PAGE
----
Report says that the survival rate for lung cancer in America has risen to 21%. However, there is still much work to do.

The five-year lung cancer survival rate has increased 21%, from 21% in 2014 to 25% in 2018, making what experts call “remarkable progress” – but it is still the leading cause of cancer death in the United States.

According to the 2022 State of Lung Cancer Report, published Tuesday by the American Lung Association, the odds of surviving five-years after being diagnosed are lower in communities of color at 20%.

State survival rates vary from one state to the next. Oklahoma’s survival rate is 19.7% while Rhode Island’s is 30.8%.

A 21% increase in survival over five years is good. “I don’t believe there are many other groups who have seen this level of improvement,” Dr. Jeffrey Crawford, a Duke Health medical oncologist, said.

This is due to the fact that many people discover they have cancer in later stages.

Early detection of cancer increases your chances of survival. The report states that 44% of lung cancer cases are not detected until the last stage, which is when the survival rate drops to 7%.

More screening needed

The US Preventive Services Task Force has expanded its recommendations for screening for lung cancer in 2021. The Task Force now recommends screening anyone between 50 and 80 years old who has had a 20-year smoking record. This means that they smoked one pack per day for 20 years, or two packs per day for 10, or have stopped smoking in the last 15 years.

According to the report, 5.8% of the recommended population will be screened in 2021.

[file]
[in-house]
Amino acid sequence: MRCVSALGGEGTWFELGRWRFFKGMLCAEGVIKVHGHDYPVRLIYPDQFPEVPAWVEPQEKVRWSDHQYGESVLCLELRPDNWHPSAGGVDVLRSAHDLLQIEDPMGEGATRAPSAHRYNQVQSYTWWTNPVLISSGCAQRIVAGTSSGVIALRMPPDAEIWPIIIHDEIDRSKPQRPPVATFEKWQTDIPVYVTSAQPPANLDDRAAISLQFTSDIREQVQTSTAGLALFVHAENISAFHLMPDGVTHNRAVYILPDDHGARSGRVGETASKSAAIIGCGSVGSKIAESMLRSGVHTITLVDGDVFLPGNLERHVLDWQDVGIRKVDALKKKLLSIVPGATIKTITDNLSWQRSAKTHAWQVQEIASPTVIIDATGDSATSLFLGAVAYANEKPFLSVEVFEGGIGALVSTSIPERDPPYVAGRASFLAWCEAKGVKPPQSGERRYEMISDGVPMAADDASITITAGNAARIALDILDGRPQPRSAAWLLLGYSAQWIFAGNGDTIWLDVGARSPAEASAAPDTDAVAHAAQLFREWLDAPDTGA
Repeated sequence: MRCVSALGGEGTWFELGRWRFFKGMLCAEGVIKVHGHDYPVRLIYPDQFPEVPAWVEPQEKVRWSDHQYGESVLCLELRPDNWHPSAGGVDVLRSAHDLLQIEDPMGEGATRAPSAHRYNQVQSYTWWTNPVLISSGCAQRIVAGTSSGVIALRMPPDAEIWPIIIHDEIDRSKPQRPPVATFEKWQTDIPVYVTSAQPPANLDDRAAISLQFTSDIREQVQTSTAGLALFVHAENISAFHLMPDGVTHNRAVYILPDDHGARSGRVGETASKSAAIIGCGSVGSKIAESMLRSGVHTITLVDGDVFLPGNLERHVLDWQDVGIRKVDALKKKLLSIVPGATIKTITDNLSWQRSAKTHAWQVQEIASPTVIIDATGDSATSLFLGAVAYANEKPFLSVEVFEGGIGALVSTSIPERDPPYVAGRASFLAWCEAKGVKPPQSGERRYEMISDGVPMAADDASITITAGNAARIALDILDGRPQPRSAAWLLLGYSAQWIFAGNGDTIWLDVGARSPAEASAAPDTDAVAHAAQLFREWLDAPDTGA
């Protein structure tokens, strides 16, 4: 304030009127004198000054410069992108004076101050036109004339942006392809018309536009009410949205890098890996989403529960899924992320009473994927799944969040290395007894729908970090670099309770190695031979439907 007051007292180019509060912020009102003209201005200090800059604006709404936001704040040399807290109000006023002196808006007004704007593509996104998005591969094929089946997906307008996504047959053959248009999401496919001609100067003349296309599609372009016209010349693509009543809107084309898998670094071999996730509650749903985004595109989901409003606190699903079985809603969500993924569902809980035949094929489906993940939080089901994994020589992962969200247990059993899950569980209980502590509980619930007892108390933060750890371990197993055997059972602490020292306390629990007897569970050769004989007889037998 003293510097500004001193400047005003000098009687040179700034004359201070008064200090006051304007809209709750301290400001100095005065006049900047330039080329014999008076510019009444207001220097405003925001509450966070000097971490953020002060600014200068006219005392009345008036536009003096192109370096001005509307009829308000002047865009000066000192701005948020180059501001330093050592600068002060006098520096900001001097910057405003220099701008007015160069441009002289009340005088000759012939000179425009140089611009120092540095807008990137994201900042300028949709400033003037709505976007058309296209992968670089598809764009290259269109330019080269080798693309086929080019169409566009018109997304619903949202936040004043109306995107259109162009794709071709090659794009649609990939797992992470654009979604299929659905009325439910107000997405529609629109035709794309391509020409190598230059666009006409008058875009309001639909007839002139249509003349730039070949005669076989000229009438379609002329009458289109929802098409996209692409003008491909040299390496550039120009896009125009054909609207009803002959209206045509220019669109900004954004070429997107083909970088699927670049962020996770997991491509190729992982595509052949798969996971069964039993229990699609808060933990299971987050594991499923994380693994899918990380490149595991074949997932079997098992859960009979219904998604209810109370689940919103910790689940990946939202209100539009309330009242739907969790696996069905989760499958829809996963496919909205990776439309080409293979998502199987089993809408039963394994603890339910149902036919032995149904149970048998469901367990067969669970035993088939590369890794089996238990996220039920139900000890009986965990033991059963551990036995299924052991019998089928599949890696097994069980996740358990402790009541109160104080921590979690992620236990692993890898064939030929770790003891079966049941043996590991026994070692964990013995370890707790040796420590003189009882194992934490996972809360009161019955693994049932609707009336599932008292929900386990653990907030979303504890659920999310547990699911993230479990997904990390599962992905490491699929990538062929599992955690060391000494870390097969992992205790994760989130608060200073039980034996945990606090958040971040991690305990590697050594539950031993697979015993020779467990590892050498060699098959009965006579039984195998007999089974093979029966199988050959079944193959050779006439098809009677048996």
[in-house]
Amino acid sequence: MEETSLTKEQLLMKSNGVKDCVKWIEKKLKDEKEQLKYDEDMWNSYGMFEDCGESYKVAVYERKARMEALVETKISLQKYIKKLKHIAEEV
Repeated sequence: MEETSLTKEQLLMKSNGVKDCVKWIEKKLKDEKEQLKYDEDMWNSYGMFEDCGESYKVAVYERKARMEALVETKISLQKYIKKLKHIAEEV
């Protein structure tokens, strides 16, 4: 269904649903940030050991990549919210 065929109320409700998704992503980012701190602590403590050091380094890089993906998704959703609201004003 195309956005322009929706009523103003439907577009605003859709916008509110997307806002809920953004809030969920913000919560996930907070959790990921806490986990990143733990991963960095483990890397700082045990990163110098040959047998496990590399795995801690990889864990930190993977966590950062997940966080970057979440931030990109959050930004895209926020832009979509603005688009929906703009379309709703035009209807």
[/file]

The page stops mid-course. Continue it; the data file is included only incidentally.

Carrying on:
Lung cancer screening can help detect cancers earlier and make them more treatable. “There is a lot of progress to make there,” stated Dr. John Heymach of thoracic/head-and neck medical oncology at MD Anderson Cancer Center. He was not involved with the new research. Although 5.8% is a significant improvement over the previous, these numbers remain dismal.

There is some research that suggests as high as 60,000 lives could have been saved every year if all 14.5 million Americans were screened for lung cancer.

Nearly all private insurance policies cover the cost for screening. Obamacare requires that most of them do so. These tests can only be covered by state Medicaid programs. However, most states have them.

“It is disappointing that the advancements we are seeing in lung cancer screening are not due to huge success screening, which we should be doing. Crawford stated that we are still screening only a small number of patients.

He suggested that a large part of the problem could be at the primary care level.

We have not been able to convince the primary care doctors to change their attitude about lung cancer. For decades there has been a pessimism regarding lung cancer. Crawford stated that they believe it’s a smoking-related disease and the outcomes are poor. They also think patients won’t be healthy enough for surgery so no need to screen. Crawford said that there are many misconceptions about breast cancer, but that we haven’t really communicated that fact. That’s the truth.